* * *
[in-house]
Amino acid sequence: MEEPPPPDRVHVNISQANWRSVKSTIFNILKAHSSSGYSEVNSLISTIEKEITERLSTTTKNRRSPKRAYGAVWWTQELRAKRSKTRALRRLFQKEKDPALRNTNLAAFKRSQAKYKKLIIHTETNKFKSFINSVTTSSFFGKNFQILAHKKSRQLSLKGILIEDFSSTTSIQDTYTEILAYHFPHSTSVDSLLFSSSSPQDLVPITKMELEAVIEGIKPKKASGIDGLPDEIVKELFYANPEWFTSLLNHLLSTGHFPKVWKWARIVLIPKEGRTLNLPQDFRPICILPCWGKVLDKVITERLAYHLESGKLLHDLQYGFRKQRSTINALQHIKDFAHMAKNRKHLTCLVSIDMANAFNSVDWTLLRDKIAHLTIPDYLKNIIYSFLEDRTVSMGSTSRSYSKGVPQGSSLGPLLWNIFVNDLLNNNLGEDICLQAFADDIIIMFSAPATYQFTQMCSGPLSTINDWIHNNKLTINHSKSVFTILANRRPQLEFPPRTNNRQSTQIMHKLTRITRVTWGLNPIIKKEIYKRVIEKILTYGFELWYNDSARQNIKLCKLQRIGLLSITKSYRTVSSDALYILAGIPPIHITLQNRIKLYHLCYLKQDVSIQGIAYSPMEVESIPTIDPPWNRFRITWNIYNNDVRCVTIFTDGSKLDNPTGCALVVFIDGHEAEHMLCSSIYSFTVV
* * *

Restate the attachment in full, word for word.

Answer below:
[in-house]
Amino acid sequence: MEEPPPPDRVHVNISQANWRSVKSTIFNILKAHSSSGYSEVNSLISTIEKEITERLSTTTKNRRSPKRAYGAVWWTQELRAKRSKTRALRRLFQKEKDPALRNTNLAAFKRSQAKYKKLIIHTETNKFKSFINSVTTSSFFGKNFQILAHKKSRQLSLKGILIEDFSSTTSIQDTYTEILAYHFPHSTSVDSLLFSSSSPQDLVPITKMELEAVIEGIKPKKASGIDGLPDEIVKELFYANPEWFTSLLNHLLSTGHFPKVWKWARIVLIPKEGRTLNLPQDFRPICILPCWGKVLDKVITERLAYHLESGKLLHDLQYGFRKQRSTINALQHIKDFAHMAKNRKHLTCLVSIDMANAFNSVDWTLLRDKIAHLTIPDYLKNIIYSFLEDRTVSMGSTSRSYSKGVPQGSSLGPLLWNIFVNDLLNNNLGEDICLQAFADDIIIMFSAPATYQFTQMCSGPLSTINDWIHNNKLTINHSKSVFTILANRRPQLEFPPRTNNRQSTQIMHKLTRITRVTWGLNPIIKKEIYKRVIEKILTYGFELWYNDSARQNIKLCKLQRIGLLSITKSYRTVSSDALYILAGIPPIHITLQNRIKLYHLCYLKQDVSIQGIAYSPMEVESIPTIDPPWNRFRITWNIYNNDVRCVTIFTDGSKLDNPTGCALVVFIDGHEAEHMLCSSIYSFTVV